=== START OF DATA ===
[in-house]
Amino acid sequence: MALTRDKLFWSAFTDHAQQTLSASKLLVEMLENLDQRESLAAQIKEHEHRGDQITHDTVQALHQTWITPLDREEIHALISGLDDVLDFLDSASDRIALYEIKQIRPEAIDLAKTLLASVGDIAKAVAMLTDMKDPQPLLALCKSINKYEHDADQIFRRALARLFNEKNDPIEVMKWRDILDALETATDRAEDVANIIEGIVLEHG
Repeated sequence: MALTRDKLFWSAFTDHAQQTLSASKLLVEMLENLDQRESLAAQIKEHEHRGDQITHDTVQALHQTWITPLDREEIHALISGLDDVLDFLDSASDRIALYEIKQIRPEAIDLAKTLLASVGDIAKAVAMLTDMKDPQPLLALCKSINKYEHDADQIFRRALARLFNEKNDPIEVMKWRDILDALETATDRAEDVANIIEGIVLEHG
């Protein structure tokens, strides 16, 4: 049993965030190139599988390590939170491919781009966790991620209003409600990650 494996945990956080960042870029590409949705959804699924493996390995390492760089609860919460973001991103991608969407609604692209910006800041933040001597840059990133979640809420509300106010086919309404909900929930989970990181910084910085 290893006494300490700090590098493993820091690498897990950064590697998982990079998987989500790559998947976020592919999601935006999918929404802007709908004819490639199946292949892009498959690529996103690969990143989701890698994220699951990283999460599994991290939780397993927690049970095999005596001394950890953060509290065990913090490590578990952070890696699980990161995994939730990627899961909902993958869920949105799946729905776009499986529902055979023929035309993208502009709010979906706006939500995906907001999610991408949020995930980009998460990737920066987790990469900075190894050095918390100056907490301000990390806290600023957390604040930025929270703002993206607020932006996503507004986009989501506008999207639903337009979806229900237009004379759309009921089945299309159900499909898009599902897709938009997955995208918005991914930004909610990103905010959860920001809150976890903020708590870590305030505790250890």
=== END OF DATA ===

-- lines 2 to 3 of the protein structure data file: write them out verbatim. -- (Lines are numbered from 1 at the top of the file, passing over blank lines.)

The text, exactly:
Amino acid sequence: MALTRDKLFWSAFTDHAQQTLSASKLLVEMLENLDQRESLAAQIKEHEHRGDQITHDTVQALHQTWITPLDREEIHALISGLDDVLDFLDSASDRIALYEIKQIRPEAIDLAKTLLASVGDIAKAVAMLTDMKDPQPLLALCKSINKYEHDADQIFRRALARLFNEKNDPIEVMKWRDILDALETATDRAEDVANIIEGIVLEHG
Repeated sequence: MALTRDKLFWSAFTDHAQQTLSASKLLVEMLENLDQRESLAAQIKEHEHRGDQITHDTVQALHQTWITPLDREEIHALISGLDDVLDFLDSASDRIALYEIKQIRPEAIDLAKTLLASVGDIAKAVAMLTDMKDPQPLLALCKSINKYEHDADQIFRRALARLFNEKNDPIEVMKWRDILDALETATDRAEDVANIIEGIVLEHG